My brother has exhibited model trains ever since I can remember. So when he came to visit and we noticed a Transportation Exhibit at the Plantation Historical Museum, it became imperative for us to make a trip there. The exhibit included displays by the Florida Citrus Model Train Society. Below is a replica of an early 1900’s train depot.
The details in these dioramas were incredible. We watched the model trains go around the tracks, complete with sound effects, but what fascinated me more were the little buildings and the attention to detail.
One display talked about train bandits and how the Pinkerton Detective Agency foiled these fearsome thieves and protected railroad shipments. Printed materials were available, such as brochures on the myths and realities of safety around train tracks and a brochure about train crossing warning signs. A bookmark I’d picked up says “Never walk or ride around highway-rail crossing gates!” and “Look, Listen and Live!” Trains can’t stop quickly, but you can. About every three hours, a person or vehicle is hit by a train. For more information on safety factors, go to Operation Lifesaver.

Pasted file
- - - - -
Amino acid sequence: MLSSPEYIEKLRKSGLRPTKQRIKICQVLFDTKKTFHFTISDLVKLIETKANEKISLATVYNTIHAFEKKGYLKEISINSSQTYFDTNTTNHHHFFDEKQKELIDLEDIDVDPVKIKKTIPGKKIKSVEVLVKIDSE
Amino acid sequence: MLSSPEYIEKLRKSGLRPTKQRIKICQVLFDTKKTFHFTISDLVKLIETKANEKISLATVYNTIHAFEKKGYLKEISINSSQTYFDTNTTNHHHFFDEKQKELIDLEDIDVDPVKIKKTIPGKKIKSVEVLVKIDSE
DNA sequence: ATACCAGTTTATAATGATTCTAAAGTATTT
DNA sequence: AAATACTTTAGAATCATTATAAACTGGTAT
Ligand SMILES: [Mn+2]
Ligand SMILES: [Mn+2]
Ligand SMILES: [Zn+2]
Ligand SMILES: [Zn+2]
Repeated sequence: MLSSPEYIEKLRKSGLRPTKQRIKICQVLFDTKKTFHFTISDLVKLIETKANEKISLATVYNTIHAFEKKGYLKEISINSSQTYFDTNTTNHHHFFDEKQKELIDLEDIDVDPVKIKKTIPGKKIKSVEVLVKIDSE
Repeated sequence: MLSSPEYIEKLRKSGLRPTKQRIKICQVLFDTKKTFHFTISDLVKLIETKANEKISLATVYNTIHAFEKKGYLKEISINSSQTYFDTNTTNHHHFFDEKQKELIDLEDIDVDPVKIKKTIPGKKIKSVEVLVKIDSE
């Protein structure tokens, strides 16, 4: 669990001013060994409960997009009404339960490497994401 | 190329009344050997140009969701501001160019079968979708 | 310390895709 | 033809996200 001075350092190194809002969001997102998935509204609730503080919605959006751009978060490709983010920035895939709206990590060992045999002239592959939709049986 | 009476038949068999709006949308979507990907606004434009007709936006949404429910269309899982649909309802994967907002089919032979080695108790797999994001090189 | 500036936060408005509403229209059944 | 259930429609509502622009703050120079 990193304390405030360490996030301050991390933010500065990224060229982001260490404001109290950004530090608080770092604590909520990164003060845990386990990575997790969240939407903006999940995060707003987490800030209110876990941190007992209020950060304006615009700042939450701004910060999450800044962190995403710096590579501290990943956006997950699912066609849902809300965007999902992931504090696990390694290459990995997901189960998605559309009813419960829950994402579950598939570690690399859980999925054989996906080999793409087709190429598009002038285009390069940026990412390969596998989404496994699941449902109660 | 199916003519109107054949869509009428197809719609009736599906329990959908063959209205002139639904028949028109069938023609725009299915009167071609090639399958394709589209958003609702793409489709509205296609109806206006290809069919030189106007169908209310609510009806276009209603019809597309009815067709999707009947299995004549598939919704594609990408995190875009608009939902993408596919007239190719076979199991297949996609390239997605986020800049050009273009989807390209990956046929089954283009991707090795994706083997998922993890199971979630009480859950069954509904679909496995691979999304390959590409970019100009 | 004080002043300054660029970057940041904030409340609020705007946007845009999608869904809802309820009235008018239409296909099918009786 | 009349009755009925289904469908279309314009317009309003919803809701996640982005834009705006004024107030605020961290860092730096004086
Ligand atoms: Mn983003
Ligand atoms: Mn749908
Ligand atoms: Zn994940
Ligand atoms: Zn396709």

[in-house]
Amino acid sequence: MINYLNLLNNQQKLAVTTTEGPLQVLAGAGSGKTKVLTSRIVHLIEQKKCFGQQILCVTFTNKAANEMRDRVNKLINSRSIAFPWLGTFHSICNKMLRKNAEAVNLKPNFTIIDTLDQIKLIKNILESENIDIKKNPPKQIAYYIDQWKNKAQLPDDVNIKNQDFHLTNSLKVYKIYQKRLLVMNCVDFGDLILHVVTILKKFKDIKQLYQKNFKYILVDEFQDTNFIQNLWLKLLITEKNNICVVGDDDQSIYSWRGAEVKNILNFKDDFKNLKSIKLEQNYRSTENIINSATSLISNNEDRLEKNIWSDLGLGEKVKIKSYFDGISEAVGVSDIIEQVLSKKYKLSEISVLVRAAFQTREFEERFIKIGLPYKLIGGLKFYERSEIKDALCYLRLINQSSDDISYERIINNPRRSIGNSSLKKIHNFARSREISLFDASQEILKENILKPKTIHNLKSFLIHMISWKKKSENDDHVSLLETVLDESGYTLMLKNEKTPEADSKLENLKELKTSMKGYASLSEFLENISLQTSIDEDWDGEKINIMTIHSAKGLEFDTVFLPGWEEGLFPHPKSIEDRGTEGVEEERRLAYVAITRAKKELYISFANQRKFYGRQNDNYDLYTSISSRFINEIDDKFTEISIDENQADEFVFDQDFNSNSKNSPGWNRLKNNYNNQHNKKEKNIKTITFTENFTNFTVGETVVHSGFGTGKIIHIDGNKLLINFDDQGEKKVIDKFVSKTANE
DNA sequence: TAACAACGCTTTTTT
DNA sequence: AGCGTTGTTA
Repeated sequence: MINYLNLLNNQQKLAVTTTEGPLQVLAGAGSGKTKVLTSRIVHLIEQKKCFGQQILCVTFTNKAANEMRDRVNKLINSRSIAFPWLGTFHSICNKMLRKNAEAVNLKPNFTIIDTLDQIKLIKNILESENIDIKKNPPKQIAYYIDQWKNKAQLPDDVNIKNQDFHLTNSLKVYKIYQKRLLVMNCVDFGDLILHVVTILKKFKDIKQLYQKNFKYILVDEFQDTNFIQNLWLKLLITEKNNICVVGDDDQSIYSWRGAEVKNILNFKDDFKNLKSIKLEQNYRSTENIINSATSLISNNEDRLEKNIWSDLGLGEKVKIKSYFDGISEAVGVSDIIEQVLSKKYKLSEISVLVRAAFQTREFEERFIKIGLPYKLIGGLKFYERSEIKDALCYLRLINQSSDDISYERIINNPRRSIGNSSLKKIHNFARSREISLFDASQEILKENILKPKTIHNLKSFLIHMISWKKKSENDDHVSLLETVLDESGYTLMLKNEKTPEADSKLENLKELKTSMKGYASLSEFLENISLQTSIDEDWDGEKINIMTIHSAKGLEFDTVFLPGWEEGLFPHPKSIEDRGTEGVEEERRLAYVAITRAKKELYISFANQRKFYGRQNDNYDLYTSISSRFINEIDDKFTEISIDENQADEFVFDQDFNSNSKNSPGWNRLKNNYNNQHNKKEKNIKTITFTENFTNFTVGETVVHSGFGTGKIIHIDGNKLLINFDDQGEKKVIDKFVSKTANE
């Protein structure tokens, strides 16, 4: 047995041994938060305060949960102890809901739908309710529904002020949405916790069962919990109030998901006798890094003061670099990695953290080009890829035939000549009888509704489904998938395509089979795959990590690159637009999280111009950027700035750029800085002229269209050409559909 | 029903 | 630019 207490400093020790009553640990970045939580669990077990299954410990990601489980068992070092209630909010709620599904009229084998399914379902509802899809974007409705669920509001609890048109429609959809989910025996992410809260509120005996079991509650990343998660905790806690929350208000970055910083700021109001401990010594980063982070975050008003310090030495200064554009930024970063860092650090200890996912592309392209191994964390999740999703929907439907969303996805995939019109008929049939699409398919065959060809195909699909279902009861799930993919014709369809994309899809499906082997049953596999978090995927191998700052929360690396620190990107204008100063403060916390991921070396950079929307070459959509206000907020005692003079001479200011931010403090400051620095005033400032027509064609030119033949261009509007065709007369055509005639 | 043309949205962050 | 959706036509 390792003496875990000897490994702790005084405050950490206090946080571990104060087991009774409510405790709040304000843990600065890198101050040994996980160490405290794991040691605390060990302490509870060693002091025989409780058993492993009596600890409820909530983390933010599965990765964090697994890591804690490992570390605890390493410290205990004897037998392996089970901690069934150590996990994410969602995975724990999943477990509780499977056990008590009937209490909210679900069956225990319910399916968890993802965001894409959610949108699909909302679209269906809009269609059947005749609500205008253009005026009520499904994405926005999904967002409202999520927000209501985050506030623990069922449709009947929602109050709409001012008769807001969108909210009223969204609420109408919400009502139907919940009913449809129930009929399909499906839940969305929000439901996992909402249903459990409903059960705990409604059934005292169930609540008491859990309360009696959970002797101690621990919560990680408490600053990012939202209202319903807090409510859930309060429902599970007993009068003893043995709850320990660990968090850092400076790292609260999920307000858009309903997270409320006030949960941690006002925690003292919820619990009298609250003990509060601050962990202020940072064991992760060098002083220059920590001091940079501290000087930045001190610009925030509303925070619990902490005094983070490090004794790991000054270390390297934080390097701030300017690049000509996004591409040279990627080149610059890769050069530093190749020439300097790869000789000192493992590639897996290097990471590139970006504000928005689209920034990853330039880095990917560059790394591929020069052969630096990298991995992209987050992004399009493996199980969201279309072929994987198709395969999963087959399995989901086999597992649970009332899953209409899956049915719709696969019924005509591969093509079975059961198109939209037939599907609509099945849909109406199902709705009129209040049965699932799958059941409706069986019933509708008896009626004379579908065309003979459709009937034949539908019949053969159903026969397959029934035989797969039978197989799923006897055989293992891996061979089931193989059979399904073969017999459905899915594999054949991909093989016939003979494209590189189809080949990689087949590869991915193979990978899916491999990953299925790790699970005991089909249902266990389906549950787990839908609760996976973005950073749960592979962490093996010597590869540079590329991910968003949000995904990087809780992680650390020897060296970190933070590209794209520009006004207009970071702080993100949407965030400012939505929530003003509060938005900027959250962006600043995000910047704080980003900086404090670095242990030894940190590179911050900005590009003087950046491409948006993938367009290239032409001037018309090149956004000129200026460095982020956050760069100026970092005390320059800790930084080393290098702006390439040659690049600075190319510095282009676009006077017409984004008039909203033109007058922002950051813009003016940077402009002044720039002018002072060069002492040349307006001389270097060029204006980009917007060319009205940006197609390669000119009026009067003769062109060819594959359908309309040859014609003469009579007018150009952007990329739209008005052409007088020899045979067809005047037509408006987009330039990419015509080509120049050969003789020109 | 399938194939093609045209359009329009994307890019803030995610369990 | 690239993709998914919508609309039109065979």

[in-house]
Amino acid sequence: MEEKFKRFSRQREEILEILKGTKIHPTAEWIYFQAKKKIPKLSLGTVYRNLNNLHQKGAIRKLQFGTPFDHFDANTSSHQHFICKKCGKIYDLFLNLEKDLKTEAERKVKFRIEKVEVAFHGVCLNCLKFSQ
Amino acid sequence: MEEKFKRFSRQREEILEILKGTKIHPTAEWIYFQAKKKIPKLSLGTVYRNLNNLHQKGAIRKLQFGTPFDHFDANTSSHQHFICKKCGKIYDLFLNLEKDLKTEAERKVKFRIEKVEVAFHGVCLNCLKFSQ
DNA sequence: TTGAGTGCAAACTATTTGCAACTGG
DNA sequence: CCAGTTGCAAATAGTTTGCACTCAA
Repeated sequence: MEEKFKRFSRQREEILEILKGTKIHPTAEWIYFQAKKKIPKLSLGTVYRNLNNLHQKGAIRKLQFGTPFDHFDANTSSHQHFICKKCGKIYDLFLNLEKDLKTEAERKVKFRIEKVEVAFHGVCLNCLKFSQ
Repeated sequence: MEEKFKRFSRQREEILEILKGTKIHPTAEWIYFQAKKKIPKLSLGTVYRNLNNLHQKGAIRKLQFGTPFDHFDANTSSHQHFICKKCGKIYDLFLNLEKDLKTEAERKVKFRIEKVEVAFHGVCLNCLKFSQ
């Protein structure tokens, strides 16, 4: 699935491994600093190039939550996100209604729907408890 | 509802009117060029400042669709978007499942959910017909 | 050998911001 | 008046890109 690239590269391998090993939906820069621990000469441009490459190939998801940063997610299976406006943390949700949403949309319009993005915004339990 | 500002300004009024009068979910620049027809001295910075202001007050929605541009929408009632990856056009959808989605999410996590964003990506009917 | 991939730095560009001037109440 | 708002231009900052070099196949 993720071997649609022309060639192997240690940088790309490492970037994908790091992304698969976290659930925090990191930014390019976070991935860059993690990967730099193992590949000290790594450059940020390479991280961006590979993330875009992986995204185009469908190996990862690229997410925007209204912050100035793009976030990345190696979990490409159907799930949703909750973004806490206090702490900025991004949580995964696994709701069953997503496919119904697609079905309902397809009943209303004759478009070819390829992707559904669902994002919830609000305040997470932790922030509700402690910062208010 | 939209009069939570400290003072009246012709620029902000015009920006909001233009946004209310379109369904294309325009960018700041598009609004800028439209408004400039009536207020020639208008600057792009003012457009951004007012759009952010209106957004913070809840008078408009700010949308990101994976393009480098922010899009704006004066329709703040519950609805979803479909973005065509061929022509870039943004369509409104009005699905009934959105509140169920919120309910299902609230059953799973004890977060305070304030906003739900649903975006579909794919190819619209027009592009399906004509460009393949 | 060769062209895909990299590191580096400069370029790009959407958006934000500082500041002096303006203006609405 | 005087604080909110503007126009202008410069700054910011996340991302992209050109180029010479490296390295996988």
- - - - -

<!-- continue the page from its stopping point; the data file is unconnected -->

I’ve been on the Auto Train between Sanford, FL and Lorton, VA. I took a commuter train from New York to Washington D.C. Otherwise, after graduation from high school, a friend and I bought Eurail Passes and spent six weeks exploring Europe. We rode the trains around and stayed in cheap places where we could rent a room. I kept a journal, one of many travel journals still in my collection. Maybe I’ll share those adventures with you someday if you’re interested. A trip like that one would be impossible today. Meanwhile, would you call yourself a train enthusiast? What trains have you ridden?